Early Jimi Hendrix Material Set for Reissue Following Lengthy Legal Battle

Early Jimi Hendrix Material Set for Reissue Following Lengthy Legal Battle
The recording catalogue of late guitar legend Jimi Hendrix is one of the most heavily guarded in music. So much so, in fact, that André 3000 literally became the dude for a new biopic, and that wasn't enough to license Hendrix's music. As such, it should come as no surprise that some early recordings have been the source of a long legal battle, with Experience Hendrix LLC and Legacy Recordings now finally striking a deal to release the material.

Between 1965 and 1967, Hendrix performed as a session guitarist with the New York group Curtis Knight & the Squires. In that time, the band produced 88 studio and live recordings with Hendrix. While they likely don't feature the wah-pedal freak-outs and psychedelic love songs that Hendrix became known for, they're still Jimi Hendrix recordings.

Because of this, the music has been disputed for a while. As Billboard reports, the material was originally owned by Ed Chalpin, an entrepreneur and producer who signed the group (along with Hendrix) in 1965 to his PPX International imprint for a three-year contract. The fee for that contract? A single dollar and a one percent royalty rate.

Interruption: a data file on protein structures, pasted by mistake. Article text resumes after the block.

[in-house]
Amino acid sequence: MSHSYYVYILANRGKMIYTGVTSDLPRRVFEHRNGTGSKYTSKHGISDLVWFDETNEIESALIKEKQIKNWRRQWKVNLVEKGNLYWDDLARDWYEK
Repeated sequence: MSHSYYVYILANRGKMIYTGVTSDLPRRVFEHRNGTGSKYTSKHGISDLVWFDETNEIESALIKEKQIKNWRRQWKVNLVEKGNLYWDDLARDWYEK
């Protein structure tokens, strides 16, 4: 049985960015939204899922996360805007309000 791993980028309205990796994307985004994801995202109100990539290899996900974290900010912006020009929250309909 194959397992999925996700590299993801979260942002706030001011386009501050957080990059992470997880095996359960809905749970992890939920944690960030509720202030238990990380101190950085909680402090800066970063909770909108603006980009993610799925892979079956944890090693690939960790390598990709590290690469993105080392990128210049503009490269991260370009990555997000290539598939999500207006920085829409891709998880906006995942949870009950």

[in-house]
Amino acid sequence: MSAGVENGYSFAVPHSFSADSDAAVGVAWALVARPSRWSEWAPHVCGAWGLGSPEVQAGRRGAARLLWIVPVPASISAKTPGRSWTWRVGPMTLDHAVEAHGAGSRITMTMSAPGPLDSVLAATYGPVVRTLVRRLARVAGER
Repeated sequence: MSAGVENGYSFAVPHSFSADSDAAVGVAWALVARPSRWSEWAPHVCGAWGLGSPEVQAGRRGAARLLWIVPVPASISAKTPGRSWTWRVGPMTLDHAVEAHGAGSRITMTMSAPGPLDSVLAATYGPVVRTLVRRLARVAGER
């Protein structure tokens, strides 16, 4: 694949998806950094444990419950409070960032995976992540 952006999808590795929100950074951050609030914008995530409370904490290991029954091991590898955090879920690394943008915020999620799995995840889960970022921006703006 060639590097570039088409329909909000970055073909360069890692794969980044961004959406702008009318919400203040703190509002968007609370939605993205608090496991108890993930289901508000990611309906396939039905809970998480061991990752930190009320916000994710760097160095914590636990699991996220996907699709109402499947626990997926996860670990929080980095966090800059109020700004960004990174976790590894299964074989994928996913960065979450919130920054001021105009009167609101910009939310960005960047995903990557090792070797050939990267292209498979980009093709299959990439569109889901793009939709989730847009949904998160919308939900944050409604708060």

When Jimi Hendrix famously went to England, his manager Chas Chandler bought out all of Hendrix's previous contracts, except for one — his contract with Chalpin.

As a result, Experience Hendrix LLC has been battling Chalpin since 2001, with various back-and-forth battles in courtrooms around the world.

Now, Experience Hendrix LLC has come to an agreement with Chalpin. The company, along with Legacy Recordings, now has complete ownership and control of all 88 recordings. Terms for the deal have not been revealed.

That said, there is now a large pile of songs by Curtis Knight & the Squires that are being eyed for reissue, with longtime sound engineer Eddie Kramer overseeing the re-release project. Legacy will reportedly release the material over the next three years.